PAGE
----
Everything is impermanent. What arises will cease. When Shakyamuni gained enlightenment (insight), he became a Buddha, which means he attained an awakened mind. He awoke to what enlightened beings had seen before him. He rediscovered the path onto which we can return. The Four Noble Truths are part of the teachings that connect all Buddhist traditions.
The Four Noble Truths
- The First Truth: There is suffering
- The Second Truth: The origin of suffering is attachment
- The Third Truth: The cessation of suffering is attainable
- The Fourth Truth: There is a path that leads us away from suffering
The First Truth, that there is suffering, may seem pessimistic at first, as if life is hopeless. That is how it once appeared for me. Although I had suffered, I would have told you once upon a time that I had a great childhood, but once I stopped going for refuge to the nightclubs, to sex and intoxicants, the suffering hit me. I spiraled into an eating disorder. I was unable to cope with the reality that there was suffering. And if there was I was going to be in control of it. But acknowledging my own suffering connected me to every other human on this planet. I was not alone. I had suffered and so had everybody else I knew.
The light bulb switched on when in the same week, I had one friend grieving the loss of her mother, and another who was grieving the loss of her dog. The latter puzzled me, why was she so distraught? As that thought arose I could see that pain was pain. Suffering was suffering, the cause of it was irrelevant.
It was insightful for me to accept that in my life, and everyone else’s that there will be suffering. And even more insightful to learn how I created more suffering. I had lived my twenties anesthetized to my suffering. I had done everything possible to avoid suffering, so I thought. But I had to learn that there was suffering, and I could make it worse or easier for my self. The first truth was plain and simple, and I could not avoid the truth. From the moment I was born I was old enough to die.
By the fact we are born, we suffer. We age, become sick, and die. This gives us pain and grief. We lament, making such statements as, She was too young to die, He wasn’t meant to die, It is so unfair that I am sick, and Why does this happen to me? Yet, as the saying goes, once we are born, we are old enough to die.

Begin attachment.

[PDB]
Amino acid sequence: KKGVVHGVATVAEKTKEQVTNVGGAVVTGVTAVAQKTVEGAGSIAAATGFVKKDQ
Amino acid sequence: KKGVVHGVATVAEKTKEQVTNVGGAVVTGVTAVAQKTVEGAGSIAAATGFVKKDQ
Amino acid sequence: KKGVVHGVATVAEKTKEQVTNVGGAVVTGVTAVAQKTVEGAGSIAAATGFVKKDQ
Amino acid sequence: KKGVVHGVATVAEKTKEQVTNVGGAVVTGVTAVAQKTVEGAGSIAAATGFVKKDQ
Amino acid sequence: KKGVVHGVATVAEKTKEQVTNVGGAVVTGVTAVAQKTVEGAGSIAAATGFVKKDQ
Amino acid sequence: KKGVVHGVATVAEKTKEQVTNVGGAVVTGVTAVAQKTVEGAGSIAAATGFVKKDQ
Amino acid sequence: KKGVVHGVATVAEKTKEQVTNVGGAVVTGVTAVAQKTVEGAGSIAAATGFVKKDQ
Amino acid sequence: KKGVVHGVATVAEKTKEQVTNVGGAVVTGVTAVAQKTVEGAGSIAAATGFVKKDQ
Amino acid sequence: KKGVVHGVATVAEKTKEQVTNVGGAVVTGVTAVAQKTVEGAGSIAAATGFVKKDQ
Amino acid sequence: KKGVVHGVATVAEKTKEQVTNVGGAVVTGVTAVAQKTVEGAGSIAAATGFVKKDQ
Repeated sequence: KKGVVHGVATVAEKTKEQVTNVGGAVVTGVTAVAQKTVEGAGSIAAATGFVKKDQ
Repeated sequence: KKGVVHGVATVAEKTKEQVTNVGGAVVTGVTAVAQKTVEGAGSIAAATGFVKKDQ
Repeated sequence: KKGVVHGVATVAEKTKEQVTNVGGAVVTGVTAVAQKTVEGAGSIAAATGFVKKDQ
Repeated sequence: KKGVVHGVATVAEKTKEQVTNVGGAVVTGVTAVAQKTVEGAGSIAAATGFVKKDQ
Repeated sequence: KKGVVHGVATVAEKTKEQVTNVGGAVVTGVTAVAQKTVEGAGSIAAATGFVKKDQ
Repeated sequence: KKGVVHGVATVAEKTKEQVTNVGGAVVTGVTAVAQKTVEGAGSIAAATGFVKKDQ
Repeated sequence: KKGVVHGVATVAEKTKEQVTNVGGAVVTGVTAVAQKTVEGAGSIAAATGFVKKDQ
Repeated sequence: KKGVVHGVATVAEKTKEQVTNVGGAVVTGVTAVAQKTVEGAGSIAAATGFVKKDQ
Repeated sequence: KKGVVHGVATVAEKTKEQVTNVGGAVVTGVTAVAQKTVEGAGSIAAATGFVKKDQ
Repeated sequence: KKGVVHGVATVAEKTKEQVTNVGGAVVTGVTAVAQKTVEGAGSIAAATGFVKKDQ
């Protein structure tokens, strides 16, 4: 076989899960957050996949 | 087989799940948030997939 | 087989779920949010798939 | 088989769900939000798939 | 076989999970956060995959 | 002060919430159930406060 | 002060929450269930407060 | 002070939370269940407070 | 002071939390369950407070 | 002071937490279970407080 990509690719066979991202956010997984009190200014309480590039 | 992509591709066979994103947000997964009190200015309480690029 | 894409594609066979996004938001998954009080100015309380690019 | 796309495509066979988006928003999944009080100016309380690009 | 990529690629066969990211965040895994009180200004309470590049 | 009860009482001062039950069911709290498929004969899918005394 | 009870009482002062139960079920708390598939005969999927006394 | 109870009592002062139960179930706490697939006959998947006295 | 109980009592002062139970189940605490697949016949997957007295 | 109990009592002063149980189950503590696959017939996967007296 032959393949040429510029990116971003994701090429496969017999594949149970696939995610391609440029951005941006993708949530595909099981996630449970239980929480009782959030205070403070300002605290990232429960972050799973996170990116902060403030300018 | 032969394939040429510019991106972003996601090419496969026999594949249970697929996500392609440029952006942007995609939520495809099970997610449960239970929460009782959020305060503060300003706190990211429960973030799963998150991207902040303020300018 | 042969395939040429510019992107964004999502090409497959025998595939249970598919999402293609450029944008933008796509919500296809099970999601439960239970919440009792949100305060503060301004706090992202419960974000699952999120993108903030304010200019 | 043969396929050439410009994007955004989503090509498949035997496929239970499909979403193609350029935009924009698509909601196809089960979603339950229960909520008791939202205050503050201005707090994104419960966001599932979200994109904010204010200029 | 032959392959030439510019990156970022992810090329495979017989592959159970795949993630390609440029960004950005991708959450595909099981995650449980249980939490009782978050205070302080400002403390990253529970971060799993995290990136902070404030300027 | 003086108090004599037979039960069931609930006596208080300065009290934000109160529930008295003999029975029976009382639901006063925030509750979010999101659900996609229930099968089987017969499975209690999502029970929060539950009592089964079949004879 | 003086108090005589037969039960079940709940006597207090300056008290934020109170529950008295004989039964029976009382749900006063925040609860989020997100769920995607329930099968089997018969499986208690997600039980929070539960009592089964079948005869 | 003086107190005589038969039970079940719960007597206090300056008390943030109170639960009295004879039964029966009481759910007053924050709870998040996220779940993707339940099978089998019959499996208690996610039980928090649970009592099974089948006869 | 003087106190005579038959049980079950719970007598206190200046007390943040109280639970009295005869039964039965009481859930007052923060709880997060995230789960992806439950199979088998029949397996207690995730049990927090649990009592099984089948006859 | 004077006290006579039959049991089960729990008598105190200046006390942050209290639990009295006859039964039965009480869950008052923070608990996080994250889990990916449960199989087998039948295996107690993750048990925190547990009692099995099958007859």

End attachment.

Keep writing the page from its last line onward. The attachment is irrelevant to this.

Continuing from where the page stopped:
Perhaps, we are born sick at birth, with a dis-ease, and our lives are about healing this sickness. The die-ease of life can be cured by the practice of renunciation.
Yet we live our lives attached to almost everything around us, unaware that, every day, we consciously or unconsciously renounce something in our physical, mental and spiritual lives. Ironically, we never seem ready for the final renunciation of our lives. So many of us are still sick when it comes time to renounce our bodies. This is suffering. It cannot change, and it will not change; we are always changing, whether we like it or not. Thus, to die well is to die with faith, energy, awareness, wisdom, and loving kindness.
Interestingly, death in some cultures is not such a painful occurrence. Some women know that their children will die before the age of five, due to poverty and sickness. Here in the West, a child dying before their parents is considered to be a most cruel occurrence.
Modern medicine has advanced the longevity and health of the physical body, but it has stagnated the growth of the mind and heart. We have become attached to our bodies, our health and our beauty. Ironically, the only guarantees in life are that we will age, we will get sick, and we will die! We do not know when these events will strike us, but we know they will happen. Nonetheless, many of us live our lives as if we were unaware of the fact that such mundane phenomena will happen to us.
The suffering occurs when our mind and hearts are unable to accept the first truth—that there is suffering. We are unable to see that everything is impermanent, that what arises will cease. When happiness or success arises it, too, passes, and something new arises when it ceases. And when unhappiness, difficulties and tragedies arise these, too, pass and something new arises. Suffering occurs, because we want happiness to last forever. We become attached to it, and when it passes and unhappiness arises, we move into aversion and hatred, wanting to push away our unhappiness, while craving for happiness to arise again.
We refer to a sunny day as “beautiful,” thus fixing our day and, so, when it rains, it becomes an awful day and we suffer. If we could simply refer to the sun as “shining” and the clouds as “raining,” we may begin to lighten our load of suffering. By extension, we may begin to see death as merely another part of the life cycle. Thus, there is hope.
My first step in recovery was to acknowledge that this human life will bring me suffering – and suffering is okay, if I don’t move away from it. It will arise and cease.